– I would recommend taking the time to know their creative purpose. In other words, to know who they are and who they stand for. That’s the thing that will carry you through life, regardless of whether it’s art or anything else that you wanna do. Quite frankly, it’s a life thing. And I feel that if, as an artist, if you don’t know who you are, how can you connect with other people? How can you connect with your audience? Because you’re coming from a place of authenticity, and that is who you are, regardless of whether anybody likes who you are. That’s neither here nor there.
– Don’t worry about that.
– Not a popularity contest.
-not a lot of people will, so–
– Not a lot of people will. They won’t understand that, but so what? So take the time to do that, and the patience, and realize that this is a long game. There’s no overnight success. There are no magic bullets, no magic beans. And take all the learning, ’cause this is the only course I know that a lot of people say, “Know your why and know your this,” but they’re not talking about the same why. They’re talking about–
– They’re not telling you how to find it.
– A different kind of why, a small W why.
– They never tell you how to find it. That’s what pissed me off. I’d be like, “Find my why? “How the hell do I find my why?” And then I dove in, like, “I’m gonna figure out how to find the why.”
– Yeah. And like you say, it’s not a thinking thing. It’s a feeling thing. It’s a feeling thing, but nobody can tell you this. You know the answer already. You just have to be ready to meet with yourself and accept it and then move forward, and then the walls kind of break. It doesn’t mean that it’s any easier. It’s just easier in a different way, and you can kind of–
– I’m glad you said that, because–
– That’s what I would say.
– I’m so glad you said that, because what you said is no one can tell you your why. So a lot of people want me to tell them their why. And I can’t. You have to own it. I can sense if you’re not being completely authentic or you’re in head and you’re not feeling, but you have to own it. And let me just ask you this, Nicky. When you landed firmly in your why, wasn’t it something that was there all the damn time?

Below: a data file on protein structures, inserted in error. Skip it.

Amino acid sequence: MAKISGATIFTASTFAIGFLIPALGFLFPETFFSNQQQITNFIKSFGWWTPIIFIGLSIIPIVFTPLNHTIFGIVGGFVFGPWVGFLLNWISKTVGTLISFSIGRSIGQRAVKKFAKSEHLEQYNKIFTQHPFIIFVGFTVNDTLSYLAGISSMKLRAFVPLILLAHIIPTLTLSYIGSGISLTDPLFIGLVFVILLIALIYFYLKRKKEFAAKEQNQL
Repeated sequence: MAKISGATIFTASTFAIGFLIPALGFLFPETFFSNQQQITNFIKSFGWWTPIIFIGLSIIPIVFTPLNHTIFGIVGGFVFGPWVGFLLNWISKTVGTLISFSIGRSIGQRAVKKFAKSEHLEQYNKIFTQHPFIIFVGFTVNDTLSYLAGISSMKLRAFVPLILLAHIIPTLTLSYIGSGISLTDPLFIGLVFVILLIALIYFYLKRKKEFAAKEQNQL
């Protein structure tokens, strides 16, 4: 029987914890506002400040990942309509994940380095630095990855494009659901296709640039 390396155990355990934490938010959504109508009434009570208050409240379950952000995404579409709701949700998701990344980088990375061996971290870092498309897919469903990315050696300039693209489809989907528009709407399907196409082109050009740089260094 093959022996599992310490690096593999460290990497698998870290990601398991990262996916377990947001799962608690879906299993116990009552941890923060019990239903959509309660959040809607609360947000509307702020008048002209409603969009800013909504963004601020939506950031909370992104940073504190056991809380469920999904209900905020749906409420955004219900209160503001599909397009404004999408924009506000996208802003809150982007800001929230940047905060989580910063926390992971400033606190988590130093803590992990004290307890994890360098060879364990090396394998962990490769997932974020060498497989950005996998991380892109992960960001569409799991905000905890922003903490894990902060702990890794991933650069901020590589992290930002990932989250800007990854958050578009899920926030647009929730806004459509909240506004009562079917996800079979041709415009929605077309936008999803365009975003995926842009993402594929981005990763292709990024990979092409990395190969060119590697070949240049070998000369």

– It was shockingly obvious. I couldn’t believe it. It was shockingly obvious. But I knew that. And it was great. I have to say, it’s the afterwards when you know and you think, “Right, okay. “I’ve got it now. “I understand.” But it’s something that, because it’s you. You’re hiding behind all these little structures and things that you’ve built up and what other people say, think, and who people think you should be, and all the rest of that rubbish. It’s there. It’s just that you help bring it out and really get with yourself and feel this thing through. And once you have that, you just know that you know, if you see what I mean. So yeah. Once you’ve got it, it’s like, “Okay, I know. “I’ve got it. “I’ve got it now.”
– Right. I know who I am, I know what I stand for, and I know what I stand against, and I’m not making any apologies to anybody.
– Absolutely, absolutely.
– Yeah. Well on that note, Nicky, it’s really been a joy to watch your progress, and I fully expect that it’s just gonna continue because you’re smart and you’re attentive and you get on it. You’re not whining, “This is hard.” You just do it.
– Oh, no. Go get to it. Thank you so much–
– Just do it.
– Course. I just wanna say, thank you for this, the Making Art, Making Money course. At the time I took it, I thought, “Oh my gosh, this is costing such a lot of money.” And I didn’t afford it. But it’s worth it. And the education that goes to that level is worth it. It’s one of the few, notfor it or anything like that, but personally, I find that I don’t know another course that actually does what you’re doing for artists from that authentic place. So I would just encourage artists to, if they can do it, do it, and it’ll save you years and years of hardship and worry and all the rest of the rubbish that we can do without.
– Thank you so much, Nicky. It’s worked for you ’cause you did the work.
– Yes, oh yes. I had to do the work.
– I wanted to I really appreciate what you just said, but I also just wanna say, it’s worked for Nicky ’cause she did the work, because she showed up and she went through all the courses. And when she had questions, she asked. And she’s contributed a lot to other people who come in confused. So thank you so much, Nicky. I just wanna just tell you how much I appreciate you and your And I just love watching you rock it. So thank you.
– Thank you so much.
– All right. Take care.
– Thank you. Bye-bye.
“Making money is art and working is art and good business is the best art.” – Andy Warhol Apply Now